STATEMENT: Central America and the Dominican Republic offer tourism aligned with indigenous economic development

Madrid, July 31, 2023 – Tourism in Central America and the Dominican Republic is aligned with indigenous economic development.

STATEMENT: Central America and the Dominican Republic offer tourism aligned with indigenous economic development

Madrid, July 31, 2023 – Tourism in Central America and the Dominican Republic is aligned with indigenous economic development. The offer for visitors has, among its main axes, the protection of the environment of each country, a gastronomy that is cooked with ingredients grown by local producers and the conservation of the culture and traditions of indigenous peoples. As Carolina Briones, General Secretary of the Central American Tourism Promotion Agency (CATA) points out, “we want to value tourism that directly benefits the people of our region. Tourism is a fundamental sector not only for governments or large companies, but also for small businesses or farmers, to give two examples”.

For this reason, the countries of Central America and the Dominican Republic are concerned with valuing tourism that coexists in harmony with the environment. Home to 12% of biodiversity, it is the second largest area for bird watching in the Western Hemisphere and is part of the second largest coral reef in the world. A unique tropical sanctuary, surrounded by the Pacific Ocean and the Caribbean Sea, which tourists can enjoy with the utmost respect for nature and is pampered so that it is inherited by future generations.

As for gastronomic tourism, the region offers visitors a rich fusion of indigenous, African and Spanish cuisine, which is based on corn, a native crop that is part of the food base of the pre-Hispanic peoples of Mesoamerica who they inhabited the region. In addition to corn, we must highlight products such as cassava, black and red beans, peanuts, rice, chili peppers, avocado, cocoa, pineapple, coconut... all of them grown by local producers who have an important source of income from tourism.

Archeology and ancestral heritage

Central America and the Dominican Republic is also home to various pre-Columbian lineages whose heritage transcends to our days thanks to the zeal and care for the traditions and cultural expressions of their heirs, as well as the archaeological remains, which have been preserved unscathed over time. Throughout the length and breadth, and in different geographical points of the Central American isthmus, the ethnic groups of the Lenca, Tolupanes, Maya Chortis, Payas, Tawahkas, Miskitos, Sumo, Rama, Ulwas, Marribio, Chorotega, Nagrandano, Nicarao, Sutiaba are located. , Matagalpa, Chontal, Guatusos, Quitirrisí, Malekú, Bribri, Talamancas, Emberá, Nagate and the artistic Kuna.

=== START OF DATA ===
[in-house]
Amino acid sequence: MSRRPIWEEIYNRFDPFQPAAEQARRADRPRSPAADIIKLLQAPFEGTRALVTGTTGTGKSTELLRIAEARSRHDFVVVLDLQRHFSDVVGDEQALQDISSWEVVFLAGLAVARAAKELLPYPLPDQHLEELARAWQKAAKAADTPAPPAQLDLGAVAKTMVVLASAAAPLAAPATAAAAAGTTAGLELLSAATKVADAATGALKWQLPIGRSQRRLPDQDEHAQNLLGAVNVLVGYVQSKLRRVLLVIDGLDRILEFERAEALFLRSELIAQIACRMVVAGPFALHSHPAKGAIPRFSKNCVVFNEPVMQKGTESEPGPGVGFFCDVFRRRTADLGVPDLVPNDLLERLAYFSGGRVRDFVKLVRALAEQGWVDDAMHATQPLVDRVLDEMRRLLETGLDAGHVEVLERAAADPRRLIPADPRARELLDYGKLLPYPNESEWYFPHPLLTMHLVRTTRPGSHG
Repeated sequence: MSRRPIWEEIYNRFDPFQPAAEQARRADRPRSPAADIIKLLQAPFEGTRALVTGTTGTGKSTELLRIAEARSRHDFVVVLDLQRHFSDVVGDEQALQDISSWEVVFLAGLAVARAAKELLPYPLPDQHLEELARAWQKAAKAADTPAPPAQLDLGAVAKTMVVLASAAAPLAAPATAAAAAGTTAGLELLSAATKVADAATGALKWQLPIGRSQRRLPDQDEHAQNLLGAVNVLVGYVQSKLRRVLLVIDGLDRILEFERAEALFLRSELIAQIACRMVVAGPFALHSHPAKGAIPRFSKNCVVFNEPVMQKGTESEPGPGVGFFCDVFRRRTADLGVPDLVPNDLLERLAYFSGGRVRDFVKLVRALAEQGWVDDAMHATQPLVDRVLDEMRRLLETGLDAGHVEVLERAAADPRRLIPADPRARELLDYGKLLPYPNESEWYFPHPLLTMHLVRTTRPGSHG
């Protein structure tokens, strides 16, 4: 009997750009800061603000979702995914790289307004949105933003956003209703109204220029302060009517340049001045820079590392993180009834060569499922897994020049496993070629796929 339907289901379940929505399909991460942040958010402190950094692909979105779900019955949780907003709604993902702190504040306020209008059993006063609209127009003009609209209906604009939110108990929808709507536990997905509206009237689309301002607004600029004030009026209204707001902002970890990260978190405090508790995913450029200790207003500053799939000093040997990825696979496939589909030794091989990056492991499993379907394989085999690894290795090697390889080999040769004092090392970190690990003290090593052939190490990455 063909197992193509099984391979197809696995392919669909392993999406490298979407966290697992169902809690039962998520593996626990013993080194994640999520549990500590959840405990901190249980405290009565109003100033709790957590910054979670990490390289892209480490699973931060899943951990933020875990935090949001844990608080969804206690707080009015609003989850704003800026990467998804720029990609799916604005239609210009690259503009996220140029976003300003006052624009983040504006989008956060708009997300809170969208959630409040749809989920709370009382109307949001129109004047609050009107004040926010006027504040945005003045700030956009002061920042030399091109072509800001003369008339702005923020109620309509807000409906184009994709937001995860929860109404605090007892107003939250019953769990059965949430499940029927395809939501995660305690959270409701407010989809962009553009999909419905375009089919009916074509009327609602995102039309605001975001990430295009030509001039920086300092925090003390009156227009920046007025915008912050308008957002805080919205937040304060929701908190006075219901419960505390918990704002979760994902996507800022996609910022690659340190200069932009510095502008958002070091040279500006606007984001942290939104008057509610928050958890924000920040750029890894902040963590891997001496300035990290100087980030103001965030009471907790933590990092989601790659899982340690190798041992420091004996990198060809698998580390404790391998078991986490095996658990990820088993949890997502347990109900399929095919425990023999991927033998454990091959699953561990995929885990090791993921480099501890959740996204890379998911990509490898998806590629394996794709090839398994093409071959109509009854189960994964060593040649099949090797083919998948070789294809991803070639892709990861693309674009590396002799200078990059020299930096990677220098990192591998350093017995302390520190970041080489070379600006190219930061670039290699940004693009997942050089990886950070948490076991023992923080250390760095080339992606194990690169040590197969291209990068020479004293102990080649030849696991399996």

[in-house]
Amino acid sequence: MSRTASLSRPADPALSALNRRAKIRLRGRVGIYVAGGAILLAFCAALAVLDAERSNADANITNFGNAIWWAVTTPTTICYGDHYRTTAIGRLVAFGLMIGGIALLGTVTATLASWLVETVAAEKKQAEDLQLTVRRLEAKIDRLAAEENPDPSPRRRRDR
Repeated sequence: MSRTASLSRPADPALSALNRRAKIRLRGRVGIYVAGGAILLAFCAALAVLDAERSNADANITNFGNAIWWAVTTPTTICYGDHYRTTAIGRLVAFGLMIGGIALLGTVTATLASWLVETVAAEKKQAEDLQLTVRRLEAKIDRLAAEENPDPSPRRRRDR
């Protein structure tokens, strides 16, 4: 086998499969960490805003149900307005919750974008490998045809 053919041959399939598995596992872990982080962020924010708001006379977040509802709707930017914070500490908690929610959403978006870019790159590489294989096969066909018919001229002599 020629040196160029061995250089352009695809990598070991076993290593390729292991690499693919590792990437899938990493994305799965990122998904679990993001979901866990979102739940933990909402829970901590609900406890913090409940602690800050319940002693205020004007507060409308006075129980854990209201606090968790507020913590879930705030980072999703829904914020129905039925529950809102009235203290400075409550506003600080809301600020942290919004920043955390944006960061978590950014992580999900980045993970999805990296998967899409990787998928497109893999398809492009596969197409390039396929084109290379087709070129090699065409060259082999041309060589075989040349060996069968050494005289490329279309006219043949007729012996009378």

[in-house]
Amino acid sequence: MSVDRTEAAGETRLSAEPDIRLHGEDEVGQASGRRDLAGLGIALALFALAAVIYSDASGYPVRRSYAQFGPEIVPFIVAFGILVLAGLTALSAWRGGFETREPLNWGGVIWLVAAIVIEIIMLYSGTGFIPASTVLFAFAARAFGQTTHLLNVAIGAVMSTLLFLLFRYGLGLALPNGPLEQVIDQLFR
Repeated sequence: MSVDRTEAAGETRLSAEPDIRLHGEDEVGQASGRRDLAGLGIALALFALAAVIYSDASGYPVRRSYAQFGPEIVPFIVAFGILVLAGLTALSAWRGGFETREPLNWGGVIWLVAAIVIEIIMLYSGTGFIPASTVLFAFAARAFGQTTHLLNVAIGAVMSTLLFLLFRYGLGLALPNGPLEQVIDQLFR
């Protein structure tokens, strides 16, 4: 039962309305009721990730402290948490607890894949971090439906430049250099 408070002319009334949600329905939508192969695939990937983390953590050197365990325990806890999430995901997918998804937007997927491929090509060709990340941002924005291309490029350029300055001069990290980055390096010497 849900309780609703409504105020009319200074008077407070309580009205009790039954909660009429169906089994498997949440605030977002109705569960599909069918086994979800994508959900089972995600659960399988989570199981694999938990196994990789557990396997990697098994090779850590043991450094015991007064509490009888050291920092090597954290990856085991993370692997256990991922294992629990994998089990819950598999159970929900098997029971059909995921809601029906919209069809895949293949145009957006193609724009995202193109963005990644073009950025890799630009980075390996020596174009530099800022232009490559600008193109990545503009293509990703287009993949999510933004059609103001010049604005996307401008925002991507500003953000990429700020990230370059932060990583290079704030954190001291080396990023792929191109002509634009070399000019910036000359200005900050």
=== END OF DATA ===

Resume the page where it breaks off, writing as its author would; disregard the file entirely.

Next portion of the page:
Likewise, Belize, Guatemala, El Salvador and Honduras are home to nearly six million descendants of the ancient Mayan culture. Therefore, in Central America, travelers can see first-hand the route traced by this surprising culture, which, ahead of its time, bequeathed the signs and vestiges that demonstrate its splendor.

In this line, Guatemala marvels with the archaeological sites and parks El Mirador-Río Azul, Uaxactun, Tikal, Yaxha-Nahum-Naranjo, Quirigua and Takalik Abaj. Belize fascinates with its extraordinary, and little-known, ancient wealth consisting of more than 1,400 Mayan sites, among which Cerro Maya, Santa Rita, Altun Ha, Lamanai and Baton Creek stand out. El Salvador captivates by the charm of the archaeological sites of San Andrés, Cara Sucia, Tazumal, Cihuatán, Joya de Cerén, Casa Blanca, and Santa Leticia; while the stately and magical Honduras surrounds with the imposing and indecipherable ruins of Copán, Rastrojón and the bridge among others.

Local culture and traditions

In the Dominican Republic, the Taino heritage is still very present throughout the country. The Taíno-Arawaks were the first inhabitants of the country to settle before the arrival of Christopher Columbus and the Spanish. Currently the spirit of the Tainos is still very latent in the national idiosyncrasy. From the legacy of this pre-Columbian culture, which can be discovered in different museums in the country, such as the Museo del Hombre Dominicano in Santo Domingo or the Altos de Chavón Regional Archaeological Museum, to gastronomy, such as the delicious cassava cassava.

Also the bucolic and stately colonial cities, founded throughout the length and breadth of the royal road that interconnected the native peoples, preserve the cultural heritage of Central America. In Panama, Panama La Vieja stands out, founded in 1519, the old town, the modern city of Panama, Portobelo, the Anton Valley whose population is settled on an extinct crater and Chiriquí. In Nicaragua, León and 'La Gran Sultana', as the city of Granada is known, both founded in 1524.

Environment, gastronomy, culture and traditions are some of the pillars of tourism in Central America and the Dominican Republic, which, as proven, contribute to the region's indigenous sustainable development.

Issuer: Central American Tourism Promotion Agency

For more information

Antonio Verdegay

CATA Communication www.visitcentroamé

Moreturismo-PR Turismo Europa


Telephone: 629 69 36 27